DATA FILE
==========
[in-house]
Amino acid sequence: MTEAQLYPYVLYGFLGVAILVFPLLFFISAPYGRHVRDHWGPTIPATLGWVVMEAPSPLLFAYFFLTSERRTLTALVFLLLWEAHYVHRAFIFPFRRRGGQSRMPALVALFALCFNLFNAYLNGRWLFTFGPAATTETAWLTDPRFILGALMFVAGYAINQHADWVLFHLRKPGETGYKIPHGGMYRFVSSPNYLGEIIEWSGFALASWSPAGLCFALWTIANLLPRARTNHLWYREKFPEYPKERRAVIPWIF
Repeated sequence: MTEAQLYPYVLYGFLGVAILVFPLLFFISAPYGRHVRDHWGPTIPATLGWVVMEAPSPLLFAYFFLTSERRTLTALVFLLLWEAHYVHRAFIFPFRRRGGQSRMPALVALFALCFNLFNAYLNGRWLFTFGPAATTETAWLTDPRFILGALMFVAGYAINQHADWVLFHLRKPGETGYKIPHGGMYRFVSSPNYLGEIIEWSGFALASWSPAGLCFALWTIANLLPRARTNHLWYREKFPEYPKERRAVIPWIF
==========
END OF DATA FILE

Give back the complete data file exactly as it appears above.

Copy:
[in-house]
Amino acid sequence: MTEAQLYPYVLYGFLGVAILVFPLLFFISAPYGRHVRDHWGPTIPATLGWVVMEAPSPLLFAYFFLTSERRTLTALVFLLLWEAHYVHRAFIFPFRRRGGQSRMPALVALFALCFNLFNAYLNGRWLFTFGPAATTETAWLTDPRFILGALMFVAGYAINQHADWVLFHLRKPGETGYKIPHGGMYRFVSSPNYLGEIIEWSGFALASWSPAGLCFALWTIANLLPRARTNHLWYREKFPEYPKERRAVIPWIF
Repeated sequence: MTEAQLYPYVLYGFLGVAILVFPLLFFISAPYGRHVRDHWGPTIPATLGWVVMEAPSPLLFAYFFLTSERRTLTALVFLLLWEAHYVHRAFIFPFRRRGGQSRMPALVALFALCFNLFNAYLNGRWLFTFGPAATTETAWLTDPRFILGALMFVAGYAINQHADWVLFHLRKPGETGYKIPHGGMYRFVSSPNYLGEIIEWSGFALASWSPAGLCFALWTIANLLPRARTNHLWYREKFPEYPKERRAVIPWIF